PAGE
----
ST. LOUIS — The proliferation of electronic devices designed to interfere with Global Positioning System signals is a problem for the Pentagon and for many industries that depend on GPS, as disruptions affect every aspect of operations. 

One of the challenges is identifying the precise location and source of interference, said Rob Rainhart, chief operating officer of HawkEye 360, a geospatial analytics company that uses satellites to track ships, vehicles or any devices that emit radio frequency signals.

HawkEye 360 is one of several remote sensing satellite operators demonstrating their technologies at the 2021 GEOINT Symposium this week. 

Rainhart said radio-frequency data collected by satellites can help to locate GNSS interference hotspots. GNSS is short for global navigation satellite system, or any satellite constellation that provides positioning, navigation, and timing (PNT) service. 

The company’s satellites, equipped with software-defined radios, fly in clusters of three: one in front, another behind and a third that oscillates back and forth. Three clusters are currently in orbit. 

Rainhart said HawkEye 360 has briefed government and commercial customers concerned about the impact of GPS disruptions on how they could apply RF data analytics to spot interference.

The company has three clusters of satellites in orbit today and plans to launch more, which will “enable a much more fine-tuned interference monitoring toolkit,” he said.

“We’ve participated in some trials with foreign partners, looking at GNSS interference,” he said. “There’s a lot of interest in the problem from customers across the globe.”

DoD seeks proposals for detection of GNSS disruption

The Defense Innovation Unit (DIU), a Pentagon organization that works with commercial companies, wants to take advantage of the growing availability of data from space and other sources to geolocate GPS interference.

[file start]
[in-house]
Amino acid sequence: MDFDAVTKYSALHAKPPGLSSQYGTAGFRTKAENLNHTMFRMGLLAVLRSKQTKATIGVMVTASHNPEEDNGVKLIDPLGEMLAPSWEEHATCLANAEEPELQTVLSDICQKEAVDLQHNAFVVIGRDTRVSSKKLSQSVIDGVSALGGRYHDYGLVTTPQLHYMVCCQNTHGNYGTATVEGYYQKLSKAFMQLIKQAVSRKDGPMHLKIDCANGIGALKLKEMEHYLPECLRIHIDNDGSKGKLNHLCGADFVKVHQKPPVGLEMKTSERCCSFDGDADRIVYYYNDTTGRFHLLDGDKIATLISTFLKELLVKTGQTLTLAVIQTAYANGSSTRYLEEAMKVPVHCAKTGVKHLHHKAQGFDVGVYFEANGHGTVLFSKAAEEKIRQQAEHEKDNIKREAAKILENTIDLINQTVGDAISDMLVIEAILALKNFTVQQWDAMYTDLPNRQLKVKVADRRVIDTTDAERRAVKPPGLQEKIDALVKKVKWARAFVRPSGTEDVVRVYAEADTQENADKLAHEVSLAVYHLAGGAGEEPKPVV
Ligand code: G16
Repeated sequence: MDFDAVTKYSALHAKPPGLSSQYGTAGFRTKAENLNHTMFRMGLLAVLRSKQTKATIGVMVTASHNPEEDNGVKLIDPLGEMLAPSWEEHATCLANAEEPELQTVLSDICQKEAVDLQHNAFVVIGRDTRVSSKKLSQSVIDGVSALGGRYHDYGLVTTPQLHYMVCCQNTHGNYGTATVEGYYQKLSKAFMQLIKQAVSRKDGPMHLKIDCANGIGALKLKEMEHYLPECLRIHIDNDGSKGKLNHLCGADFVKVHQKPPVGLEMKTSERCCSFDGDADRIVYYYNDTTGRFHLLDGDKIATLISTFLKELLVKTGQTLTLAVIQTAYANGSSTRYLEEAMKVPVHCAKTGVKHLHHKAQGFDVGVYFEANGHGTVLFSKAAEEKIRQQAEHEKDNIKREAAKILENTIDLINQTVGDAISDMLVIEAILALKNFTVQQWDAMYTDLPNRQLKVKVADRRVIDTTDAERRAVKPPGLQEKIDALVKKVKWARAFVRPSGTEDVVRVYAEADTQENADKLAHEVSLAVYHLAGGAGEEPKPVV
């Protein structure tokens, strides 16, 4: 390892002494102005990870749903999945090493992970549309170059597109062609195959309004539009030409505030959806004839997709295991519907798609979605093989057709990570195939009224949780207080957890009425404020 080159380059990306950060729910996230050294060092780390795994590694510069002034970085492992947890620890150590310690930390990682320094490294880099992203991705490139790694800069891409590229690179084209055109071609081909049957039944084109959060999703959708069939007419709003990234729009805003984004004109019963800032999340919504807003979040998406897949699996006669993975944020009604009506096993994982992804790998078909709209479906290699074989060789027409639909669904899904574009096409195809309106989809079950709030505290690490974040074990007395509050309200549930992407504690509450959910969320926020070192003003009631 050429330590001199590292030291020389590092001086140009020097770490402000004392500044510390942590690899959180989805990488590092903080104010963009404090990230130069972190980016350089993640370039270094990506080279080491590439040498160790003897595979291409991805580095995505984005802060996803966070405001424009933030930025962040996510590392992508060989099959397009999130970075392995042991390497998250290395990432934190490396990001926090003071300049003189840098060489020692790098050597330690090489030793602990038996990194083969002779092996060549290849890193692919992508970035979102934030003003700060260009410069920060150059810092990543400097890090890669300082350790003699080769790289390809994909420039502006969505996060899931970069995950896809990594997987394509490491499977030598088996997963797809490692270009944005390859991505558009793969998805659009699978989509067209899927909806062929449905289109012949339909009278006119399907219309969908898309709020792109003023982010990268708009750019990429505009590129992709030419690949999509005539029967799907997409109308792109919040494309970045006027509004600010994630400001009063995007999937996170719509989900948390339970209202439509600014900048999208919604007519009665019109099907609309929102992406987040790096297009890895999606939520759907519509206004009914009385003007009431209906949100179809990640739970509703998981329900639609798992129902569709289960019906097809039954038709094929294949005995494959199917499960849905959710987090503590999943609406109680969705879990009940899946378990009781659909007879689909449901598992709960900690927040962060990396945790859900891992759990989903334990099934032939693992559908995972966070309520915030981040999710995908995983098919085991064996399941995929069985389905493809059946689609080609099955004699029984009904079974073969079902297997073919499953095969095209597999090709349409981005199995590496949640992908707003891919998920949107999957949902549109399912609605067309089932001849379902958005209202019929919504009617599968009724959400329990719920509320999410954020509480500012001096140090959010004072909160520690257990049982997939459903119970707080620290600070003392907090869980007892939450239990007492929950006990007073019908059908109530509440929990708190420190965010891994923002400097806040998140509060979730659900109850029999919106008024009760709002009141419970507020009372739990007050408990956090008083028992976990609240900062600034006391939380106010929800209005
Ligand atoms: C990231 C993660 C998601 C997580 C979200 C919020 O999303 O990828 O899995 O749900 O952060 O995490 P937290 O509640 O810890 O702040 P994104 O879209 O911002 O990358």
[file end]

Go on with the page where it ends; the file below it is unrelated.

A DIU solicitation in August asked for proposals on “situational awareness for intentional disruption of GNSS users.” DoD is especially interested in “persistent, large-area coverage of falsified GNSS emitters that result in localized spoofing phenomenology.”

GPS signals can be denied through electronic jamming attacks. GPS users can also be attacked with falsified PNT data, a technique known as spoofing.

“The entire world is dependent on GNSS-based systems, yet the GPS architecture and its users are vulnerable to denial and manipulation by adversarial actors,” said DIU.

Nick Estep, DIU program manager, said the solicitation closed Aug. 23 and many proposals were received. 

The goal is to experiment with commercially available data sources, both space-based and terrestrial, Estep told SpaceNews.

“There’s a whole commercial sector that plays within this domain and we’re certainly intrigued to tap into that,” he said. 

An example is the Automatic Identification System (AIS) — an onboard navigation safety device that transmits and monitors the location vessels at sea in real time. “That’s a commercial commodity out there that is available and actually has been used in some circumstances to characterize intentional GNSS disruptions and spoofing,” said Estep.

“We’re not looking for a traditional program of record,” he said. “We want to leverage all these data sets and analytics that are already being used in a commercial setting or a commercial marketplace, and use this to complement the government capabilities.”

DIU is agnostic on which type of data or sensors are used. “There could be terrestrial information that informs GNSS spoofing or disruptions or it could be space based,” Estep said.

Many vendors from the space and data analytics sectors have responded to DIU’s solicitation, he said. DIU will select multiple companies this fall to make a pitch directly to military customers.

“Vendors that are successful past phase two have the opportunity to engage in executive prototypes with DIU, work with coders in a collaborative manner.”

A notable challenge for vendors is to show how they analyze data and draw conclusions from it, such as whether GPS interference is being perpetrated intentionally or if it’s accidental, said Estep.

“There’s different types of effects, and categories of disruption, and part of the challenge that our vendors will have to do is to be able to characterize the effect and show us the confidence they have in what they’re seeing,” Estep said. “And to show us you know how you came to that conclusion.”

Sandra Erwin writes about military space programs, policy, technology and the industry that supports this sector. She has covered the military, the Pentagon, Congress and the defense industry for nearly two decades as editor of NDIA’s National Defense...